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Kid Foley, who is well known in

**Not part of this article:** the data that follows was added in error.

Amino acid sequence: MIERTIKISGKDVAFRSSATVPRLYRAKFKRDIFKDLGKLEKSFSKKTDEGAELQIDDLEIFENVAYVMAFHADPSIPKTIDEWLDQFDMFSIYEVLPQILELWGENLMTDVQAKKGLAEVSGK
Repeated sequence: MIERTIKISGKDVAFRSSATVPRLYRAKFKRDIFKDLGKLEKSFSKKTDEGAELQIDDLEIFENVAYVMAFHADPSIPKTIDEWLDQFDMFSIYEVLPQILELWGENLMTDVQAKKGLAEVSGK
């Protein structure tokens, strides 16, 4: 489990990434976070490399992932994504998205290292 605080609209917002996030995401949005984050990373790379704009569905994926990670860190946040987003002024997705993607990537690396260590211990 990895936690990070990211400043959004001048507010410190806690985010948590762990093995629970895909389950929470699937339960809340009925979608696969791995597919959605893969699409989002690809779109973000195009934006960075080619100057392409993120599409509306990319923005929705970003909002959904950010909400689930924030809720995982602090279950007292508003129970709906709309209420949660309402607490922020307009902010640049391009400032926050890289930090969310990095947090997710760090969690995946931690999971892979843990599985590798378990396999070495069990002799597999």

this city, has been matched to fight with Young Erne Friday night at Livingston. Foley put up a hammer and tongs exhibition with Kid Fred ericks in this city on the night of the Fourth of July, four years ago, being knocked out after several rounds of blood letting. He was never considered much of a fighter, even in those days, and it is hardly likely that he has improved greatly with time, especially as he is getting along toward the thirty mark. Ketchel and Sullivan. San Francisco, Jan. 18.—Young Ketchell of Butte and Mike (Twin) Sullivan of Boston were matched to day to fight before Jimmy Coffroth's Colma Athletic club on February 22. The fight will be for twenty rounds at 154 pounds, three hours before going into the ring, and a side bet of $1,000, of which $500 was posted by each side when the articles were signed, which will also go as a for feit for weight and appearance. Mike (Twin) Sullivan looked after his own interests, while Joe O Con nor appeared for Young Ketchel, and as the men had practically agreed to all the terms before meeting in Coffroth's office but little time was lost. The only point not definitely settled was the referee question, but it is probable that Billy Roache will be the third man in the ring when, the gong calls the men to action. Sullivan opposes Roache, as he thinks Billy did not give his brother Jack a square deal in the Kaufman fight, but in this he is mistaken. The fighters will get 50 per cent of the gate reeipts and will split them 75 per cent to the winner and 25 per cent to the loser. Mike Sullivan took up his training quarters at Los Angeles, where Jack is now preparing for his contest with toe Thomas and Rube Smith, the fast Denver welterweight, is on hand helping Jack and will asist Mike af ter the Thomas fight is concluded. Sullivan has expressed his willing ness to increase the side bet if the Ketchel forces desire it and claims that he will not only win but will knock out Ketchell before the twen tv rounds. In this opinion, however, he has not got the support of the fans who watched Ketchel defeat Joe Thamas on two occasions. White Sox Are Strong. The Sox are pretty strong now— good enough to set the running and keep at the top all the way, with an even break of luck, says W. A. Phelon, in the Chicago Journal. Back of the bat there is now little to worry over. It would have been a ndeeful thing if a catcher who could hit—like Bemis for instance— could have been secured for McFar land, but Shaw is present with the goods so far as the backstopping is concerned. If luck will only prevent the reg ular explosion of "Billy" Sullivan's fingers Shaw won't have to catch more than twenty-five games during the season. The infield, with Parent on sec ond and Tennehille back in good form, is a formidable proposition. Rohe and Purtell, the Three-1 man, will probably be the utilities. Davis may move to second, leaving Parent at short, but in any event tFc presence of Parent, who is only 31 years old and right in his prime, will make up for the passing of Ispell and give the diamond a lot of dazzling plays. Jones, Dougherty and Hahn are good enough for the field. Be it re membered that all three of these men batter far better in 1907 than in 1906, and seemed to have gotten back into osmething like the hitting stride that once won them renown. John Anderson will be the pinch hitter, the sub-fielder and the handy boy" to cover first if Donohue hurt. Taken as a whole, the Sox looks better than at any time since they won the championship of the world, and the Siuth Side fans must again congratulate Chas. Comiskey, has quietly assembled this great club, and has dine it without anv fluorish of trumpets or noise of gongs. The winter is not yet over, nor is the trading season through. Don't be surprised if Owen, Fiene and Welday are worked off in a deal that will bring a good catcher to Wentworth avenue, in which case the team will be just what the doctor ordered and the fans' desire. A Question of Ethics. Missoulan: Comes now "Dave" Fultz, ex-Highlander and lifelong baseball player, and says: "It is no worse for a college boy to play base ball for money than it is for him to do tutoring or to sing in a church choir for pay.'* Dave has been on earth a long time; he has had oppor BANK WILL REMAIN CLOSED. f - Heinze Has Not Put Up Money to Enable State Savings to Open. Butte, Jan. 16.—On the recom mendation of Attorney General Galen, the state examiner and coun sel representing the parties at inter est, District Judge Bourquin, today continued the hearing incident to the application for the appointment of a receiver for the State Savings bank until February 17. Nothing was said to show whether or not F. Augustus Heinze had or had not complied with the order of the court requiring him to put up $250,000 to secure his indebtedness to the bank. Judge Bourquin con tenting himself by saying that all of the conditions imposed by him De cember 27 had not been complied with. The' court, however, thought tunity to observe carefully the ways these things work and his opinion should be worth something. Not all men can play baseball well enough to command a salary for doing it; not all men can sing well enough to warrant a church choir in paying them for using their voices; not all men are so constituted as to make their services as tutors worth a cent. But the man who can play baseball so well that his services are worth money, that man has a talent whicli has been given him for use. Accord ing to the view of the veteran base ball player, the employment of that talent for financial gain, when money is needed for school or for some thing else, is not to be condemned. And isn't the old player about right? Sidesteps Ketchell. San Francisco, Jan. 15.—Billy Papke, the Illinois middleweight, who had the refusal of a Washington birthday match with Young Ket chell, doesn't seem to think so well of the scheme. His manager, F. E. ijnes, telegraphed Promoter Coff roth yesterday that Papke had prac tically agreed to fight a return en gagement with Hugo Kelly in Feb ruary, and could not accept a match with Ketchell unless it was put ov ra month. Coffroth replied that if Papke did not care to accept the offer for h ebruary 22nd he could con sider the incident closed. Coffroth said last night that he was trying to get in communication with Hugo Kelly with a view of hav ing him box Ketchel on Washing ton's birthday. It is quite possible that Kelly will refuse on the same ground as Papke and in such case Mike (Twin) Sullivan, who is the original Johnny-on-the-spot in situ ations of this kind, will be Kctchel's opponent next month at the Mission street arena. Glade Is Satisfied. New York, Jan. 7.—Special Cor respondence:—Fred Glade will be a Yankee, after all. The former St. Louis crack sent a neat letter to Sec retary Nahon of the New York Am ericans last week, saving that he was well pleased with the recent leal ,and that he had decided to re main in baseball for several years to come. "I always wanted to play on a New York team," wrote Glade, "and I feel that this splendid oppor tunity should not i-e lost. Send on a contract and I will sign it, if the terms arc satisfactory." After con sulting with President Farrell, Na hon mailed a contract to Glade, which will no doubt please the star pitcher when he receives it. Griffith has al ways been anxious to secure Glade, for he believes he is one of the best pitchers in the country. George Davis, of the White Sox, who visits the American League's clubs head quarters in the Flatiron Bu : .ld : ng fre quently, said, when he heard that Glade wanted to sign: "New York will go wild over this great pitcher. He is one of the best I ever saw, and I am sorry that the Sox did not get him. He will be a big favorite here and will help the Yankees wonderfully in their battle for the pennant." Score one for Clark Griffith. Mc Aleer gave his reason for trading Glade, that he feared that the big pitcher would not play professional ball in 1908. Groffith, realizing the value of the Nebraska whirlwind, took the chance that the Browns' manager passed up and has won out and will get his services for at least one season. When we hook up with the High landers this year," said Jack Powell, "each team may have on it one-half or more former members of its rival. Suppose 'OConnor and Howell or myself were the battery and Yaeger, Williams and Ferris were on the in field, there would be six ex-New Yprk playehs in St. Louis uniforms. and if Howell relieved me or I suc gets!ceeded him, all of us would be in the came. Ferris never played un der Griffith, but he was bought from Boston by Farrell to pull off the big deal. Opposed to us might be Glade and Rickey in the points, Niles at who'second base and Hemphill in center ball,held, The University of Michigan and the University of Pennsylvania have renewed their two year agrement under which they will play two games of football. This year the game will be played in Philadelphia and in 1909 Pennsylvania will come to Ann Arbor for the return contest, '.these games attract a good deal of attention and are well patronized. Kelley Signs With Boston. New York,J an. 11.—Joseph Kel ley, manager of the Montreal East ern League club last year, signed a contract with President Dovey of the Boston Nationa League club today to manage the Boston club for the coming season. He succeeds Fred Tenney. GOVERNOR UPHELD. the bank would be able to business by February 17. Nevada Legislature Votes to Keep U. S. Troops in Goldfield. Carson Citv, Nev., Jan. 16.—At the afternoon session of the assembly the resolution which passed the senate this morning, petitioning the president to retain the troops tern porarily, passed without a negative vote. There was no argument on either side as to the merits of the measure. Governor Sparks was at the speak er's desk and, as he came into the hall, was greeted with applause. Speaker Skaggs, who has opposed the ~overnor in the matter of call ing troops to Nevada, left the chair and Speaker Pro. Tern. Folsom, placed the motion before the house. Skaggs failed to vote on the measure, absenting himself at the roll call. Goaalp. How frequently are the honesty and integrity of man disposed of by a smile or a shrug! How many good and gen erous actions have been shrunk into oblivion by a distrustful look or stamp ed with the imputation of proceeding from bad motives by a mysterious and seasonable whisper! Look into com panies of those whose gentle natures should disarm them; we shall find no better account. How often does the reputation of a helpless creature bleed by a report—which the party who is at the pains to propagate it beholds with much pity and fellow feeling—that the is heartily sorry for it; hopes In God It is not true; however, as Archbishop Tillotsou wittily observes upon it, is resolved in the meantime to give the report her pass that at least it may have fair play to take its fortune In die world to be believed or not, ac cording to die charity of those into whose hands it shall happen to fall!— Addison. Luck. Abraham Lincoln, after being a mem ber of congress, desired to secure a clerkship in Washington, but he was defeated by Justin Butterfield. He was disappointed, but had he not been defeated he would have spent his life in obscurity instead of becoming pres ident of the United States. Oliver Cromwell was once on board a ship bound for America, but he was taken back by a constable, and the re sult was that he became one of the greatest men England ever knew. Ulysses Grant would not have been a military man had it not been that his rival for a West Point cadetship had been found to have six toes on each foot Instead of live. The great silver mine, the Silver King, had been discovered by the lucky accident of a prospector throwing a piece of rock at a lazy mule. St. Nivliolaa. Bantu Claus was born in Patavia, in Asia Minor. That was not bis real name. He was an abbot and named St. Nicholas. He afterward became archbishop of Myra. At the latter place he died and was duly buried. In May, 1087, his remains were carried b • some pious I Lilians to Bari, on the Adriatic coast. They are now at rest in a splendid church which bears his name. The people around about make a pilgrimage to his shrine every year. No one seeking food on that occasion is refused it by the priests, while ac commodation is given to as many pil grims as the edifice will hold. On St. Nicholas' day, Dec. G, a great celebra tion takes place in his honor. Early in the morning the populace take his im age from the priests and carry it through the town. At night the city is grandly illuminated. llummlnK Bird*. Scientifically humming birds are "tro chilidae," and those who make a spe cial study of them are "trochilidists," although the birds are not identical with the old Greek '•trochilus," or "run ner," bird, which, according to Herod otus, entered the jaws of the sleep ing crocodile and obliged its big friend by picking leeches from his throat. The Spanish name for the humming bird is tomiuejo," meaning a third of a dram and referring, of course, to the bird's minuteness. But the prettiest names are those, such as the French "frou frou," which refer to the humming noise sometimes produced by the al most incredibly rapid vibration of the wings. "Purring with her wings" is the expression of Thomas Morton (1632), the first English writer to men tion the humming bird. A Perfect Leaf. The teacher of a large class in one of the New York schools once said to the pupils who were leaving for the sum mer: "I want each of you to search for a perfect leaf and bring It to me when school reopens. Remember, it must be perfect—every tooth right, not to speak of mold or blight or discoloration, not a vein broken." They searched faith fully, but none found a perfect leaf, though they learned a great deal about leaves while they examined them thus carefully.—New York Times. The Human Veice. One'e surprise at the fact that no two persons' voices are perfectly alike ceases when one is informed by an au thority on the subject that, though there are only nine perfect tones In the human voice, there is the astounding number of 17,692,186,044,415 different sounds. Of these fourteen direct mus cles produce 16,383, and thirty indi rect muscles produce 173,741,823, while all in co-operation produce the total given above. A Generous Actor. Sir Henry Irving one day met a bro ken down actor in the Strand. "I nev er see you at the theater now," said Sir Henry. The other murmured some thing about his 111 luck and «habbiness. "Oh, nonsense; you come tomorrow and give your name at the box oflieel" He went, to find two tickets awaiting him, with a fifty dollar note. A Domestic Dlscuftnlon. Wife—William, I do think our boys are the worst I ever saw. I'm sure they don't get it from me. Husband (snappishly)—Well, they don't get it from me. Yv'ife (reflectively)—No, Wil liam; you seem to have nil your6 yet The Very Least. *Ah!" he sighed. "If you only gave meihe least possible hope I"— "Good gracious!" retorted the hard hearted belle. 'Tve been giving you the least I ever gave to any man!" No Doubt, Jack— What seemed to be the bald est thing to you In learning to ride the bicycle? Tom—The ground. " In truth , a much deluded fool is he who takes a farmer for a foot to be." AS GOOD ANY Better Than Most THE Wilson Heater Because they furnish ideal heating and are cheer ful winter evenings of cozy family comfort— hours so dear to the heart of wife and mother and so restful to the bread-winner and complete satisfaction to all concerned. Satisfaction to you —TO US. You'll find saving in fuel, saving in labor, and the cleanliness of the "WILSON HEATER" alone should commend them to your careful consideration. JUDITH HARDWARE CO. The Home of the Rancher Who Thinks The Money Question. Fergus County Democrat: As there is much discussion going on in regard to the panic I venture an opinion also. The panic was started by act of Congress dictated by Na tional Bankers; authorizing said banks to retire nine millions of their notes each month. This was intend ed first to curtail inflated credits. In the next place when people became cramped for money to put out elas tic asset currency. O consistency, thou art a jewel. These same ad vocates of asset currency would have had fits if the government had issued its notes, notwithstanding such notes would have been based on the entire wealth of the nation now and all it ever would have so long as such notes were outstanding. Now isn't currency backed by all the people better than if backed by any one class? And Congress, oh my; last spring the money oligarchy told them to let them contract nine mil lions a month and they did it. This fall the same authority says give us currency based on assets. If said assets are well watered it makes no difference if we can have it all O. K.'d by the government. Does Congress represent any body but bankers? Isn't it a clear case of Simon says wigwag and they wag? Now, if we must have asset cur rency let us have plenty of it. For every dollar issued to bankers let the farmers have an equal amount, and if bankers won't have it that way cut them out and give it all to the farmers at the rate of 75 per cent of the value of his own perish able crops, when warehoused and in sured. I think the asset craze would lose much of its attractiveness if the above terms were insisted upon. I think if the alternative was pre sented, all parties would prefer treasury notes issued by the govern ment, paid out on its liabilities re ceivable for taxes. Mr. Jefferson said we could float $200,000,000 in his day, and his opinion is as good as any of the servants of plutocracy, al though they may be in Congress. But the plain people will never get justice as long as they elect men to Congress who vote for cantraction in the spring and inflation in the fall. There is but one remedy, "turn the rascals out," and do it next fall. If you don't, fellow citizens, they will continue to turn the lion's share of your labor over to their masters and millionaires will increase by the thou sand, nickelaires by the million. Just one chance left gentlemen, "turn the rascals out." As a class our bankers are a high toned set of gentlemen, with about the usual amount of hu man nature in their composition, as other people, but they have vastly more worldly wisdom than the mas ses. And I will further say, if the people are going to throw up the sponge and can't or won't learn any thing about national finance, and must have bosses. Then I cheerfully recommend the bankers as eminent ly qualified for that arduous and dif ficult position. And I have but two requests to make of them. Don't kill the goose that lays the golden eggs, don't muzzle the ox too long at a time, that treads out the corn. And to the masses I will say, toil on ye ephemeral train, toil on for the pride of man ye mock. With your sand based structures and dome of rock Toil on but ye enter not in, like the tribes that the desert devoured their sin. G. W. DRINKARD. Gummed Labels. The Democrat now carries a nice line of samples of Advertisng Stick ers and Address Labels, also imita tion wax and gold seals. These can be furnished in almost any size, de sign and color, and printed to suit the purpose for which they are in tended. We would be pleased to submit these samples to anyone interested. No need to fear coughs and colds this year as you can obtain Bees Laxative Cough Syrup from your dealer. This is good news to moth ers who fear croup and whooping cough. It is a gentle laxative that expells the poison from the system in the natural way. Cuts the phlegm and clears the head. Guaranteed. Phillips' Drug Co. P. New sacks for sale at Judith Basin mill at ten cents. LAND INSURANCE LOANS If you want to buy or sell land, visit No. 116 1-2 opposite P. O. If your buildings or personal property is not insured, let me write out a policy be fore it is too late. I have S per cent money to loan on city or ranch property, in large or small amounts and for any term up to 10 years. Will appreciate ' a share of your busi ness. EDMUND WRIGHT Lewistown, ... Montana MONTANA RAILROAD COMPANY General Offices, Helena, Montana Holter Building, Sixth Ave. Telephone No. 248. Time Card Effective June 3, 1907. Leave. (N. P. Ky.) Arrive. 7:10 a. m..........Helena......... 7*05 p. m. L?a 19:30 a. in. 19:57 a. m. 10:12 a. m 10:24 a. ni. 10:36 a. m 11:01 a. m. 11:28 a. m. 1:55 a. ni. 2:31 „ "*• 2:11 p P p. ni. p. m. P P p. m. p. tn. Arrive 2:48 3:17 , 3:39 | 3:53 4:12 4:3S 5:03 .. Lombard ... . .Deer Park .. ...Maudlow .. ..Josephine .. ... Baker's ... ... Sixteen ____ ____Mtndcn. .. ____Dorsey____ .. .*8ummit... ____Lennep— .Martinsdale. .. Two Dot ... ..liarlowton . ______Oka..... .....Ubet..... ... Garnelll... .... Straw____ ____Moore____ ..Glengarry.. . Lewistown . Arrive. 4:00 p. m. 3;31 p. m 3:15 p. m 3:01 p. m. 2:47 p. m 2:09 p. m 1:44 p. m 1:19 p. m 12:39 p. m 12:04 p. m 11:32 a. m 11:02 a. m 10:25 a. m 9:55 a- m 9:32 a. m 9:19 a. m 9:02 a. m 8:37 a. m 8;l2 a. m Leave. 7:50 a. m Passenger Trains Daily Except Sunday. ♦Dinner at Summit. For Freight and Passenger Rates and general information, address F. W. SHARPE, Auditor. Edward Brassey Bernard E. Stack Late Register V. S. Land Ottice BRASSEY G- STACK LAND ATTORNEY Real Estate and Commission, Loans Negotiated. Inquiries Promptly Answered. SETTLERS LOCATED Office in Laux Budding, Next Door to Land Office Lewistown, Montana ELKHORN LiCery Stable J. E. PINKLEY, Proprietor The best of turnouts in both double and single rigs...... Your Patronage Solicited kill ™« couch mb CURB thi LUNC8 w,th Dr. King's New Discovery FOR C8l& H8 AND ALL THROAT AND LUND TROUBLES. GUARANTEED SATISFACTORY OR MONEY REFUNDED. ■ For sale by C. H. Williams, Druggist The Couch Syrnp that ride the system of a cold by acting as a cathartic on the bowels Is LAXATIVE COUGH SYRUP Bees is the original laxative cough syrup, contains no opiates, gently moves tha bowels, carrying the cold off through tha natural channels. Guaranteed to give satisfaction or money refunded. For sale by It depends upon the pill you take. DeWitt's Little Early Risers are the best pills known for constipation and sick headache. Sold by Phillips* Drug Co. DeW.